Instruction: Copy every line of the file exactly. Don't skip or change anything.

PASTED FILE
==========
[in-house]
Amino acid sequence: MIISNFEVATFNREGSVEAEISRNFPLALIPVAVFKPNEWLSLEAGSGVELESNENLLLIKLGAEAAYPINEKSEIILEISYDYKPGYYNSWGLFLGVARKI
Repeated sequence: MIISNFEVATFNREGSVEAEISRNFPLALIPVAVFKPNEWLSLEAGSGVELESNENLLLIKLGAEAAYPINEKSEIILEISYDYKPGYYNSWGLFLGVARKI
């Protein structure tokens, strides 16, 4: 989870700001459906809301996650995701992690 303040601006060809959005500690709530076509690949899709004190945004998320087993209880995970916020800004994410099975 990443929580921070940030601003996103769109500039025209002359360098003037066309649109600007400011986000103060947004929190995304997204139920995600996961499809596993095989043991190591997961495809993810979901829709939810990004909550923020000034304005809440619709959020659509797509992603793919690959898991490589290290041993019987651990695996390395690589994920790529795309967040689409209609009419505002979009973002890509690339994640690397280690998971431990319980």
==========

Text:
[in-house]
Amino acid sequence: MIISNFEVATFNREGSVEAEISRNFPLALIPVAVFKPNEWLSLEAGSGVELESNENLLLIKLGAEAAYPINEKSEIILEISYDYKPGYYNSWGLFLGVARKI
Repeated sequence: MIISNFEVATFNREGSVEAEISRNFPLALIPVAVFKPNEWLSLEAGSGVELESNENLLLIKLGAEAAYPINEKSEIILEISYDYKPGYYNSWGLFLGVARKI
């Protein structure tokens, strides 16, 4: 989870700001459906809301996650995701992690 303040601006060809959005500690709530076509690949899709004190945004998320087993209880995970916020800004994410099975 990443929580921070940030601003996103769109500039025209002359360098003037066309649109600007400011986000103060947004929190995304997204139920995600996961499809596993095989043991190591997961495809993810979901829709939810990004909550923020000034304005809440619709959020659509797509992603793919690959898991490589290290041993019987651990695996390395690589994920790529795309967040689409209609009419505002979009973002890509690339994640690397280690998971431990319980």